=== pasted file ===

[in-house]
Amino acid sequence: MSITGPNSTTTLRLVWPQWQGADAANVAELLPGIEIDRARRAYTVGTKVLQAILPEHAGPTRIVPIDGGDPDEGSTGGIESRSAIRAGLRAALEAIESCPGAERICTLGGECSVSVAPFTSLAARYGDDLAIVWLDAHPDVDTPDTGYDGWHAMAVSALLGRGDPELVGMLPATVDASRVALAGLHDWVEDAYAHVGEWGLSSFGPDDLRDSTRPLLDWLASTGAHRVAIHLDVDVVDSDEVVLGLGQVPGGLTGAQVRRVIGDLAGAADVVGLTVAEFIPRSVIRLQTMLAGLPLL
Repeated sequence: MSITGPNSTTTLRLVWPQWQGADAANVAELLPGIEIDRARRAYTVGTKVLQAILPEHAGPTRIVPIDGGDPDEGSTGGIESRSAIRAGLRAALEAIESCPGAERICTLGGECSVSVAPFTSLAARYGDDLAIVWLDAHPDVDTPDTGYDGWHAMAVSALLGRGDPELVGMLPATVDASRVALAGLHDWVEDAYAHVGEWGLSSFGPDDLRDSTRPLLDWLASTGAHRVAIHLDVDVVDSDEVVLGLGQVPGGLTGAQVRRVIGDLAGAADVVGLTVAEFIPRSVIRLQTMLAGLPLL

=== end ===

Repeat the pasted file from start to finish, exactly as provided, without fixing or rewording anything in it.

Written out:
[in-house]
Amino acid sequence: MSITGPNSTTTLRLVWPQWQGADAANVAELLPGIEIDRARRAYTVGTKVLQAILPEHAGPTRIVPIDGGDPDEGSTGGIESRSAIRAGLRAALEAIESCPGAERICTLGGECSVSVAPFTSLAARYGDDLAIVWLDAHPDVDTPDTGYDGWHAMAVSALLGRGDPELVGMLPATVDASRVALAGLHDWVEDAYAHVGEWGLSSFGPDDLRDSTRPLLDWLASTGAHRVAIHLDVDVVDSDEVVLGLGQVPGGLTGAQVRRVIGDLAGAADVVGLTVAEFIPRSVIRLQTMLAGLPLL
Repeated sequence: MSITGPNSTTTLRLVWPQWQGADAANVAELLPGIEIDRARRAYTVGTKVLQAILPEHAGPTRIVPIDGGDPDEGSTGGIESRSAIRAGLRAALEAIESCPGAERICTLGGECSVSVAPFTSLAARYGDDLAIVWLDAHPDVDTPDTGYDGWHAMAVSALLGRGDPELVGMLPATVDASRVALAGLHDWVEDAYAHVGEWGLSSFGPDDLRDSTRPLLDWLASTGAHRVAIHLDVDVVDSDEVVLGLGQVPGGLTGAQVRRVIGDLAGAADVVGLTVAEFIPRSVIRLQTMLAGLPLL